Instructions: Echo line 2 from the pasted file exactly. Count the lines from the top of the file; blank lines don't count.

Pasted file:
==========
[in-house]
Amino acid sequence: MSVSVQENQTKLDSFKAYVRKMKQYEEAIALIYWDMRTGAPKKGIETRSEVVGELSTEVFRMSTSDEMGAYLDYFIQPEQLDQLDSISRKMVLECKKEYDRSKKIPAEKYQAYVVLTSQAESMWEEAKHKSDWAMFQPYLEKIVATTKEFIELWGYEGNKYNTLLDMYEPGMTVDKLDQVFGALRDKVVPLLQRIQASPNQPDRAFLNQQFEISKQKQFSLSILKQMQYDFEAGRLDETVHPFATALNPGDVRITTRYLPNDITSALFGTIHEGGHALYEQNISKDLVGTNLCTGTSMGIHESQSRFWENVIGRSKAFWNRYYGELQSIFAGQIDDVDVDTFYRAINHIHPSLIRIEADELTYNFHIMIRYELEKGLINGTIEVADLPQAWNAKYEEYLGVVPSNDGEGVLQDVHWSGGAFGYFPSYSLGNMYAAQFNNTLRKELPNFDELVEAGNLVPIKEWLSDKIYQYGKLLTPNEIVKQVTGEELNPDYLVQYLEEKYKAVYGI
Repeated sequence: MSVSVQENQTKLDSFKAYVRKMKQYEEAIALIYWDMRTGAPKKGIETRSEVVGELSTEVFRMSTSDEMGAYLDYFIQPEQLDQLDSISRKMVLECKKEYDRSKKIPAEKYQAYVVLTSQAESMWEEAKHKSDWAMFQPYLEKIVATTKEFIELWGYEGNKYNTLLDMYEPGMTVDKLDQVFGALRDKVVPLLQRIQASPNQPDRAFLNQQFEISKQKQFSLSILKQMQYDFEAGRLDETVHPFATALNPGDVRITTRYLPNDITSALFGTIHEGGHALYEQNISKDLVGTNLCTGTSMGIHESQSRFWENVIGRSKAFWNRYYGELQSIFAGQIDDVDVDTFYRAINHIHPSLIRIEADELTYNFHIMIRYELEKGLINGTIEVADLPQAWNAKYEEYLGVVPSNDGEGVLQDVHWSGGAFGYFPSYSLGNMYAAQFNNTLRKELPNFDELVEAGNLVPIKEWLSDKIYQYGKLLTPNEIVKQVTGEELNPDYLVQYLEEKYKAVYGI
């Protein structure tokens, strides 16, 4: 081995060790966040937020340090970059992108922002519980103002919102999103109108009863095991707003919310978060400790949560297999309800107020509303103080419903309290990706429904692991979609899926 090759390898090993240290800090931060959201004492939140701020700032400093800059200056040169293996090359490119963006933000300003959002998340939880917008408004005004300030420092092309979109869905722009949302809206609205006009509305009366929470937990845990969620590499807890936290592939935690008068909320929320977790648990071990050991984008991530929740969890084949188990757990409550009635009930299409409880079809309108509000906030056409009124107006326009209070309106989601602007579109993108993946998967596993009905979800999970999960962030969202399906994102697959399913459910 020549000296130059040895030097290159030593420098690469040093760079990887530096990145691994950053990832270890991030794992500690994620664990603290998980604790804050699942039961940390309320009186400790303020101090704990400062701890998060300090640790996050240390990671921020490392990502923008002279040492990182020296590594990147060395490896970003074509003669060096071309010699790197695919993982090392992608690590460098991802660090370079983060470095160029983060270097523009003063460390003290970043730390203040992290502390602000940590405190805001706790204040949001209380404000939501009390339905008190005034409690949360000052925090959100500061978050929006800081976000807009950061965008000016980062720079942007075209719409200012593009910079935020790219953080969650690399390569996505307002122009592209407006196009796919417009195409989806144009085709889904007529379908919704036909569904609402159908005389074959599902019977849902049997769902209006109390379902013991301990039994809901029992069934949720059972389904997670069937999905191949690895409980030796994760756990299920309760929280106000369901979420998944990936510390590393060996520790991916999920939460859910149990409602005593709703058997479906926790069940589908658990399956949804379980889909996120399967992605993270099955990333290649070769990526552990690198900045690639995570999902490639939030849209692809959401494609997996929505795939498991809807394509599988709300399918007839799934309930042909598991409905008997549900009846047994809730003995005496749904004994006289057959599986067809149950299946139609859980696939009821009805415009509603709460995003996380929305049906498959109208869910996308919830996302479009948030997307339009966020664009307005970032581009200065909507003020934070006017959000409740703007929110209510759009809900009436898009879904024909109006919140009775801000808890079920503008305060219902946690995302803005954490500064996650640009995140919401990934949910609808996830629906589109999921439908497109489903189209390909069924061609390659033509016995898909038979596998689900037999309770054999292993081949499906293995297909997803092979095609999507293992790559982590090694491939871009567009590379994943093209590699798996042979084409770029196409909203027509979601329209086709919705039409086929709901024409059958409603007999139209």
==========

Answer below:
Amino acid sequence: MSVSVQENQTKLDSFKAYVRKMKQYEEAIALIYWDMRTGAPKKGIETRSEVVGELSTEVFRMSTSDEMGAYLDYFIQPEQLDQLDSISRKMVLECKKEYDRSKKIPAEKYQAYVVLTSQAESMWEEAKHKSDWAMFQPYLEKIVATTKEFIELWGYEGNKYNTLLDMYEPGMTVDKLDQVFGALRDKVVPLLQRIQASPNQPDRAFLNQQFEISKQKQFSLSILKQMQYDFEAGRLDETVHPFATALNPGDVRITTRYLPNDITSALFGTIHEGGHALYEQNISKDLVGTNLCTGTSMGIHESQSRFWENVIGRSKAFWNRYYGELQSIFAGQIDDVDVDTFYRAINHIHPSLIRIEADELTYNFHIMIRYELEKGLINGTIEVADLPQAWNAKYEEYLGVVPSNDGEGVLQDVHWSGGAFGYFPSYSLGNMYAAQFNNTLRKELPNFDELVEAGNLVPIKEWLSDKIYQYGKLLTPNEIVKQVTGEELNPDYLVQYLEEKYKAVYGI